|The Bio of|
Rochelle Shammas is a cosmetologist with long red painted finger nails fashioned to emulate the ancient Egyptian queen Nefertiti, the wife of king Akhenaton. She has a station at Catskills Beauty & Nails, where she serves an average clientele of twelve per day. When not waxing her peripatetic cosmetology acumen, i.e., esthetics/skin care, nail technology, barbering, electrology and laser training, Shammas enjoys the works of James Merrill and Constantine P. Cavafy. In fact, during spells of demiurgic inspiration, she has been known to write excerpts from Merrill and Cavafy on the heads of her bald clients. They have been known to send flowers and chocolates. Of these gentlemen and in some cases gentlewomen suitors, a certain Professor Reginald Lipschitz had a particular attraction to Ms. Shammas and invited her to attend an exclusive poetry conference at Laye University in which he was chair. A deeply repressed and fragile wordsmith, she reluctantly accepted Professor Lipschitz’s invitation with a coquettish wink. On the flight to Old Maven, Ms. Shammas confessed that she dabbled in poetry. Gazing at her succulent lips and large breasts nicely packed in a summer dress, Professor Lipschitz asked Ms. Shammas if she would like to read at the conference. The following poem “Elegy for a Broken Nail” has been anthologized in Dust, Mold and Platitudes: A Poetry Conference at Laye University (Laye University Press, 2008).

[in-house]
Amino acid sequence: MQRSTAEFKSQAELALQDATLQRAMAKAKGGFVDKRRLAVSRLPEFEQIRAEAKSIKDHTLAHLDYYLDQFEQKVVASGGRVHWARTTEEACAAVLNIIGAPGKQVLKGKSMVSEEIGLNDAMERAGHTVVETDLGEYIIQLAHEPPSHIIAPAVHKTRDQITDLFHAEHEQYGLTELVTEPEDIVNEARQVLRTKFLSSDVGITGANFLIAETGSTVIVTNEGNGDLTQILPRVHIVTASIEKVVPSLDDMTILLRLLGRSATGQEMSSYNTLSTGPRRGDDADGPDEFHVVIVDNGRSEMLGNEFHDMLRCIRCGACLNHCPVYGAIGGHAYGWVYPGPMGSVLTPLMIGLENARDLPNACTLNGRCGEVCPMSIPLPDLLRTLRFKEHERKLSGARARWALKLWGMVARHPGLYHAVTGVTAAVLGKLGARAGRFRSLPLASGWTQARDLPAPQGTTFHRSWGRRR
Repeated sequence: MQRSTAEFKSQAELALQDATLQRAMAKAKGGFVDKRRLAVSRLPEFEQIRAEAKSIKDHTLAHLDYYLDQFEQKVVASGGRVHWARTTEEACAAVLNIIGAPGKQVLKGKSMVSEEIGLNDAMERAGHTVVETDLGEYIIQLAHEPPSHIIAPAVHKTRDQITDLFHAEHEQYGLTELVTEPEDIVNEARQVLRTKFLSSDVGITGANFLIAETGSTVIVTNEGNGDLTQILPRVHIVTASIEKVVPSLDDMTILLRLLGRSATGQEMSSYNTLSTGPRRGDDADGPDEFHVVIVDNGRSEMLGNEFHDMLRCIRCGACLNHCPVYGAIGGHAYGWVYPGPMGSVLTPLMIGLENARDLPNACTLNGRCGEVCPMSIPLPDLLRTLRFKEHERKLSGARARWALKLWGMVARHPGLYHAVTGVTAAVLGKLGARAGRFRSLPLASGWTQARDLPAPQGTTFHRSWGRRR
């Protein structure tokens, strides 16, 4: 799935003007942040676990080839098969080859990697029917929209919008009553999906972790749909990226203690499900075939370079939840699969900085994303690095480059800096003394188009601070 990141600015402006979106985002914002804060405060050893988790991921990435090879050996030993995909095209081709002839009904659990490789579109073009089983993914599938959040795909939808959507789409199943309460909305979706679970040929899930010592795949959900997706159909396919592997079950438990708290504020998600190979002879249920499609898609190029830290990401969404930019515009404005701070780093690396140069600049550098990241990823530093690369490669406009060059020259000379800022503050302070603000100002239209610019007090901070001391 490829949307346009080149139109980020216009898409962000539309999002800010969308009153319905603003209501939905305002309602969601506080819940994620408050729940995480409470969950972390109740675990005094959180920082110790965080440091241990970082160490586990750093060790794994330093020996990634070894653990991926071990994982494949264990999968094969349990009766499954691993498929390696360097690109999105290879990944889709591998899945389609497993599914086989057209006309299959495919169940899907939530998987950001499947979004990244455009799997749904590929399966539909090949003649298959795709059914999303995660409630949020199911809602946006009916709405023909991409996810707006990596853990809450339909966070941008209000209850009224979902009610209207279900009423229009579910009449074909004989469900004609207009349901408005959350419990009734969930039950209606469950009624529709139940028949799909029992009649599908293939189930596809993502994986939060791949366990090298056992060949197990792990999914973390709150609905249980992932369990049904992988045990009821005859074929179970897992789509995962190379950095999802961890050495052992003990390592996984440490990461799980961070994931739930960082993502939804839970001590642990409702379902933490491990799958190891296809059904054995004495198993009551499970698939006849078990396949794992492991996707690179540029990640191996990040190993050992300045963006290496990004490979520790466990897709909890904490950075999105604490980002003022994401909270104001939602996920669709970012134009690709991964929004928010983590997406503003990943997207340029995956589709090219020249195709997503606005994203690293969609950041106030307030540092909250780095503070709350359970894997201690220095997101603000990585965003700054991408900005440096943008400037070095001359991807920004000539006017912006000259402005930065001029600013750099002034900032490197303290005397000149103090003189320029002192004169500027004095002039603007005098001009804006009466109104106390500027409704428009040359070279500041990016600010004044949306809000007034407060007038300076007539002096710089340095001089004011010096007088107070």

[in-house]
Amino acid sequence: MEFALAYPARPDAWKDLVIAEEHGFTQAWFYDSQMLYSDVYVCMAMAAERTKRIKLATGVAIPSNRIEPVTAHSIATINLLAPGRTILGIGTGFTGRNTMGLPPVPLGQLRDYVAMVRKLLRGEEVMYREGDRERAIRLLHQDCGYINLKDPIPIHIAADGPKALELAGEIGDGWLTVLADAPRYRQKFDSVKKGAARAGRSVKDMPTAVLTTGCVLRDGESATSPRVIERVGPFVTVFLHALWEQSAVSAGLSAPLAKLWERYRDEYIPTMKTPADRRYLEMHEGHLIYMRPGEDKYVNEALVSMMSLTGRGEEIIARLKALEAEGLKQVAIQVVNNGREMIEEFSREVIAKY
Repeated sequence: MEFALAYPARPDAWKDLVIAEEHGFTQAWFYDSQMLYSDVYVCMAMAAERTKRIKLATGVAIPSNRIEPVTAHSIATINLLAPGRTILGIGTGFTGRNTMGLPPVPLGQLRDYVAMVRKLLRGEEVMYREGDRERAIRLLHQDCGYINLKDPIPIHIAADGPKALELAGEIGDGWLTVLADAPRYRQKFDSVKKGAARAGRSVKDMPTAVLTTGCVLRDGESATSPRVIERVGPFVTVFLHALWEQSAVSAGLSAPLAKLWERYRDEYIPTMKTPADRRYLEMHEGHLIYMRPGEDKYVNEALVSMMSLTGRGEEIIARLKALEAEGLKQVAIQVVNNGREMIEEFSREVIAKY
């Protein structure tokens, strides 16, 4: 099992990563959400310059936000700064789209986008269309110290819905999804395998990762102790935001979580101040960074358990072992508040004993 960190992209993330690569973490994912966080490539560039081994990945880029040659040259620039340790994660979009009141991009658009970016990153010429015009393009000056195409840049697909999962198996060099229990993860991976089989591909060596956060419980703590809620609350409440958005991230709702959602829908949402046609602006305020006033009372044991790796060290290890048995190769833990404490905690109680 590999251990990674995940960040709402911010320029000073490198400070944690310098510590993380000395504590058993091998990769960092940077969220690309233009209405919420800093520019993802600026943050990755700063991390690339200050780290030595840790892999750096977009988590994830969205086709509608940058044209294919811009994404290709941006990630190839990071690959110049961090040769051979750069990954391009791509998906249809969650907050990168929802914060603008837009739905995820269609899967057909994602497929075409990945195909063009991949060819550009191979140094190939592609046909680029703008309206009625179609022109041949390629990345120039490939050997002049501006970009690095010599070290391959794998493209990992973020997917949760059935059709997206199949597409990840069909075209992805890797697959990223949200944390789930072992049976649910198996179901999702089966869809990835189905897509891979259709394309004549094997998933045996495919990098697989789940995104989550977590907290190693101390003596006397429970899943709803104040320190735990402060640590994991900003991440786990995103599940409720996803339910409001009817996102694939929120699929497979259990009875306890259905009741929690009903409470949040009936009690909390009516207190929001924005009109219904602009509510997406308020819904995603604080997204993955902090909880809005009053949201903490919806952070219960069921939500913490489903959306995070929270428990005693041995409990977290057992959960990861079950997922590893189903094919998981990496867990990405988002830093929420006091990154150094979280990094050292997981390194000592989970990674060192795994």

Elegy for a Broken Nail
A broken, red cracked nail: a song from sleepy love,
me from my sex, myself, connected to
a head, a body—professor I wield cleavage,
wink, wafer-thin in a summer dress; slice,
survive into new life. Or do I?
And you, the other, bulge in a corner
glaring a threat or promise.
I long to write on your pole.
Ram me, I add a false nail,
testing the bond, I scratch red to a sore.
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